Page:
'Abraham Lincoln: Vampire Hunter' is an Ambivalent Genre Mash-up
Published: Thursday, June 21, 2012
Updated: Thursday, July 19, 2012 18:07
Abraham Lincoln: Vampire Hunter
Starring Benjamin Walker, Dominic Cooper, Rufus Sewell
Directed by Timur Bekmambetov
The mainstream appeal of vampires is primarily of a carnal nature (e.g. the Twilight saga’s the Cullens, “True Blood,” Brad Pitt and Tom Cruise in “Interview with a Vampire,” etc.). “Abraham Lincoln: Vampire Hunter,” finally, exploits a different kind of pathos from its audience.
You won’t be expected to sympathize with any of these vampires (okay, maybe one), but, really, the whole undead side of the film acts surprisingly mortal and, as you’ll see, relies heavily on mortal puppets to get what they want. Alternatively, America’s 16th president is transformed into a silver-tipped axe-wielding superhuman in a top hat.
The film is based on the fictional book of the same title by Seth Grahame-Smith published two years ago. And, following a Wikipedia briefing, this movie sounds considerably simpler than the book (Edgar Allan Poe and Europe’s vampire issues are left to the leaves). It goes like this: A young Abraham Lincoln witnesses a vampire, who is also a slave owner, kill his mother. Many years later, and after a failed attempt to kill his mother’s murderer, Lincoln is taken in by the vampire hunter Henry Sturges, who uses Lincoln to pick off vampires in Springfield, Illinois.
The vengeful Lincoln is told that if he wants vindication, he must commit wholly to hunting vampires. He becomes a reclusive law-studying shop clerk by day and slayer at night. And just as he’s peaking as a hunter, a lovely and plain Mary Todd enters his life and doesn’t really Yoko Ono his mission as much as Sturges and Lincoln feared she would.
Problems with this plot are obvious. The film proposes the idea that Abraham Lincoln was a vampire hunter whose ideals as an Abolitionist stem from a desire to suppress the vampire slave owners who are purchasing slaves for sustenance. The movie won’t crack any grudge this premise stirs in an audience member.
However, we’d like to point out the following non-spoiler reason to let your guard down: It’s a little insensitive and utterly ridiculous to propose that Lincoln cared more about vampires than actual slavery. Therefore, it’s worth noting the three-minute gap between a young Abe’s failed intervention in an African-American friend’s beating (who is whipped for protesting the sale of a family member) before he even knows a thing about vampires and their involvement in the slave trade. It isn’t until his mother’s killed by a vampire that a whole new sense of evil and vengeance overcomes our hero, but Lincoln has always been an Abolitionist at heart. Therefore, the vampire hunting is just a way to add sci-fi flair to an already ambitious future president.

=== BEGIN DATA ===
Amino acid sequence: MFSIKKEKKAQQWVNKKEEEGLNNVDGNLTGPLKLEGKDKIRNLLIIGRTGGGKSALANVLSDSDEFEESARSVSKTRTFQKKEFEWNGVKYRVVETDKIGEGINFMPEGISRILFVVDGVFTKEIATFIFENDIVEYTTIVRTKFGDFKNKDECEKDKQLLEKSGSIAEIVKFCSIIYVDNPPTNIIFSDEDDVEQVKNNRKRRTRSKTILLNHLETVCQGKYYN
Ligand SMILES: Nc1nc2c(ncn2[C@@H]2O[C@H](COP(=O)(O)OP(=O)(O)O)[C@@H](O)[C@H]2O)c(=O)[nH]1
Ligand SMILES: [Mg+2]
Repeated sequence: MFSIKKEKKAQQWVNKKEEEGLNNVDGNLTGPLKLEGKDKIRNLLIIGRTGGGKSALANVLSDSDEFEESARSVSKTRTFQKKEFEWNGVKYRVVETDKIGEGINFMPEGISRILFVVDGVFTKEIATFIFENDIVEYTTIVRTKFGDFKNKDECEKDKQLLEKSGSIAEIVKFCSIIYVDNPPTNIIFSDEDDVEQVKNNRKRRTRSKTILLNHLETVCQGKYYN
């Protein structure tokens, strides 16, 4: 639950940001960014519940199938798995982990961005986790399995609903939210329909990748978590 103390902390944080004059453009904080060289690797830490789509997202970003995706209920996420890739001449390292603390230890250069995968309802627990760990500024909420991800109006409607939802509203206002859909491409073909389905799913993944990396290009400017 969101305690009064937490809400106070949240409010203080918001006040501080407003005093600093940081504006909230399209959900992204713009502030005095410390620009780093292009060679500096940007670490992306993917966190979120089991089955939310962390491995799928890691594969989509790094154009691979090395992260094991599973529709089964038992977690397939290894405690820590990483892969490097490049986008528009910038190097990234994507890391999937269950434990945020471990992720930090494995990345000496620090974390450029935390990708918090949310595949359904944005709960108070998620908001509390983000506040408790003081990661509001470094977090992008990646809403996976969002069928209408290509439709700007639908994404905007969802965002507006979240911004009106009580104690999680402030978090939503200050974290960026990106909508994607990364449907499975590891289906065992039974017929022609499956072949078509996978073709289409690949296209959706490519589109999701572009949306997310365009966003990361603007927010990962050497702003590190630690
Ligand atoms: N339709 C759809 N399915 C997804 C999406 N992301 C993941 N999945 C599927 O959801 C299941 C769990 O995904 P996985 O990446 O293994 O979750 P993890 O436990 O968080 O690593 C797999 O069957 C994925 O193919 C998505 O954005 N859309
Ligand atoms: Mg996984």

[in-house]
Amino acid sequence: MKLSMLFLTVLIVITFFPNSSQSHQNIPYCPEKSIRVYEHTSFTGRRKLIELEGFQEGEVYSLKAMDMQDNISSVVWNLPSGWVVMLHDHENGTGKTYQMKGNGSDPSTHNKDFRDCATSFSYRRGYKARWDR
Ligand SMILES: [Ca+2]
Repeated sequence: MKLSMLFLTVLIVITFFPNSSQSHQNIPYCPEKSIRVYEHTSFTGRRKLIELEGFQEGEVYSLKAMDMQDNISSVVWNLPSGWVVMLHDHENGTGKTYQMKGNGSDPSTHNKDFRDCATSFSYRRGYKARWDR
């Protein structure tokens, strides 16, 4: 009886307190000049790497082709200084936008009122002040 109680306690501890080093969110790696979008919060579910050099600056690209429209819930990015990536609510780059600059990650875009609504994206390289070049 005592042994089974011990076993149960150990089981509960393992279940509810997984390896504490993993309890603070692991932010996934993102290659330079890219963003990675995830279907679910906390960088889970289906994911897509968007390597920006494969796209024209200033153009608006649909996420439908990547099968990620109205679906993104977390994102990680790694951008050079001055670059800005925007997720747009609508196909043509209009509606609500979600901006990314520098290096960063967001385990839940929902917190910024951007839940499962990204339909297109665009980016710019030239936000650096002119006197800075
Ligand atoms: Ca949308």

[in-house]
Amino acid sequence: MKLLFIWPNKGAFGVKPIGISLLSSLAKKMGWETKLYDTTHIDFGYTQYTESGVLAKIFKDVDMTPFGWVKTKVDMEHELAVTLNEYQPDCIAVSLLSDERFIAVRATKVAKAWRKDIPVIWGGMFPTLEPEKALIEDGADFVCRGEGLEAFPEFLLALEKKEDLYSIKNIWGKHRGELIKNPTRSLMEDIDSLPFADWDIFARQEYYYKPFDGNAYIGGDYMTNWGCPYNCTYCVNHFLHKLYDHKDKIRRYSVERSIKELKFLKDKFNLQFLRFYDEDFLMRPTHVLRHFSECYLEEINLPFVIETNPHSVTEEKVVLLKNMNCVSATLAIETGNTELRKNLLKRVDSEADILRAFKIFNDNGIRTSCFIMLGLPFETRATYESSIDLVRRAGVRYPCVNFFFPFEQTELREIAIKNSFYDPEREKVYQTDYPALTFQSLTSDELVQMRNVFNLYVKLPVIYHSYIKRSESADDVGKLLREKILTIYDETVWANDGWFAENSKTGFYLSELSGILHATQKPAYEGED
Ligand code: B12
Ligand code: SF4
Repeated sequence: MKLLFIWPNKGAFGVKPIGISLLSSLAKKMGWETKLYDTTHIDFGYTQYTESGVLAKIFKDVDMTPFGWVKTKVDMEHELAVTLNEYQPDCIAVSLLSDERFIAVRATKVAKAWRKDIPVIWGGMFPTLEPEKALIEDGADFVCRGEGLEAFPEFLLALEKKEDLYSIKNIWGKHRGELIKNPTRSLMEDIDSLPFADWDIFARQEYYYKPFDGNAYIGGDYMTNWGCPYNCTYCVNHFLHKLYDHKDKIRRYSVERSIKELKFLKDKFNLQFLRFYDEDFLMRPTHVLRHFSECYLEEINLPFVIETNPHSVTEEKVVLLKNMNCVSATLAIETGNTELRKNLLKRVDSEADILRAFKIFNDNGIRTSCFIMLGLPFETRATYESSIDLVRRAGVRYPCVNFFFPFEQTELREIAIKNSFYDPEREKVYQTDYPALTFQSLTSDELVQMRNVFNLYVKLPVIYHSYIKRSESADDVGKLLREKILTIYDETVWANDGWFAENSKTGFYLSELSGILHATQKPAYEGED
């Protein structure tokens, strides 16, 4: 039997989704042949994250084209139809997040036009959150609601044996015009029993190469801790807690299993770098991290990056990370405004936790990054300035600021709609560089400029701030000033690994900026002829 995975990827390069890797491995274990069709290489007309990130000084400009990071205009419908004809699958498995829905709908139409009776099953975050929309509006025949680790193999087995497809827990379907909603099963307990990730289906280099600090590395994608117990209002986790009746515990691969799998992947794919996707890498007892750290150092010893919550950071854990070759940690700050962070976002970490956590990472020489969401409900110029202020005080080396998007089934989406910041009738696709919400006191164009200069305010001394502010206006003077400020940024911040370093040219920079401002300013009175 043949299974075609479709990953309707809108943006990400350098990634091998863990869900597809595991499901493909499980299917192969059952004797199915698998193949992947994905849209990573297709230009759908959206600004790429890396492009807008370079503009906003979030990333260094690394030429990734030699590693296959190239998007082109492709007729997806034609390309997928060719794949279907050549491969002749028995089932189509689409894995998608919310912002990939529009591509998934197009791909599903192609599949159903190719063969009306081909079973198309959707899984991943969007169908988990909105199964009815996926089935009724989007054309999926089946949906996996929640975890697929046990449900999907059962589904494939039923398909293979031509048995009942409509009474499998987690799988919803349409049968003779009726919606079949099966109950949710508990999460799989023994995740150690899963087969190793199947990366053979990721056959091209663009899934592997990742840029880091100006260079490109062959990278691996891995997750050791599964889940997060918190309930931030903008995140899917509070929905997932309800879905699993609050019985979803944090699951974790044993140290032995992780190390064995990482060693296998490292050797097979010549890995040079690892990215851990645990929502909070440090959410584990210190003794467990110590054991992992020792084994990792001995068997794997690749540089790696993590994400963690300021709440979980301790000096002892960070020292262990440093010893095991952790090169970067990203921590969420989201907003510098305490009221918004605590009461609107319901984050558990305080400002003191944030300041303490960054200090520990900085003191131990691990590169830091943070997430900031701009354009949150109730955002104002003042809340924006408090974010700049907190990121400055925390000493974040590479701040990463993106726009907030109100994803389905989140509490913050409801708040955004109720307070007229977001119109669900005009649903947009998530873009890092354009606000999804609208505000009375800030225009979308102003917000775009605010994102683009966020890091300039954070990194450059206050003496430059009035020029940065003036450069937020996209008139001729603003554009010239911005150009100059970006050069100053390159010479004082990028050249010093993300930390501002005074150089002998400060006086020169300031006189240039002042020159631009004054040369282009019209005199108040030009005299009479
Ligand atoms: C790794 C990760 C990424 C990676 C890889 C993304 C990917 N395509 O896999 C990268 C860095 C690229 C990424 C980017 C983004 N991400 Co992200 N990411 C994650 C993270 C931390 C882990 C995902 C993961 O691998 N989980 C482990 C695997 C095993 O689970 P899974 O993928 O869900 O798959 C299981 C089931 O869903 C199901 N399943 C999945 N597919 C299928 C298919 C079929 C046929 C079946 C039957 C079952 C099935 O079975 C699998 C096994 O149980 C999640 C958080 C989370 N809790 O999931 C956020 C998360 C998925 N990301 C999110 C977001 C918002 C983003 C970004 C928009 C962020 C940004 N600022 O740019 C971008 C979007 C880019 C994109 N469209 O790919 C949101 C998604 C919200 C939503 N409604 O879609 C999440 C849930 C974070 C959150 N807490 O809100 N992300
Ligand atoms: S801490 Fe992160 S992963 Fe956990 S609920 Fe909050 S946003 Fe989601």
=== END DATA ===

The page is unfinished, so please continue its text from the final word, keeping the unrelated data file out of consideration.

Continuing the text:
Once you’re over that, “Abraham” is a fun tale with a hunky, green (and painfully stoic yet somehow charming and believable) Benjamin Walker beneath the top hat. It may come as a relief to find the slavery metaphor (and reality) to be handled with enough subtlety to not distract from the alternate historical reality. Although, you know, Harriet Tubman gets dragged into the movie’s madness. Maybe not the most tasteful choice to illustrate her significance, but you’ll get over it.
The film keeps its ideologies simple by repeating the same maxims like a mantra: “have a contingency plan,” “we’re all slaves to something,” and “until every man is free, we’re all slaves.”
The problem with this story is that Abraham Lincoln never evolves from being driven by revenge – first for his mother then his son and his country. I kind of wish he had more dimension – a sentiment echoed by Mary Todd after their son’s death.
“Abraham Lincoln: Vampire Hunter” is an aesthetically aware film that balanced an intriguing and fantastical plot with tight pacing – there’s a half-hearted romance, some really fantastic CGI-enhanced action scenes (one involving a wild horse stampede was amazing in 3D, as was the masterfully inserted dust and embers that floated out of the screen in random scenes) and an entertaining twist on history – but with suspended beliefs it moves at a consistently climbing pace, leading to the kind of post-closure ending that’s clearly a rip-off of “Interview with a Vampire.” Overall, it’s a genre mash-up whose tonal imbalance will make or break your reaction.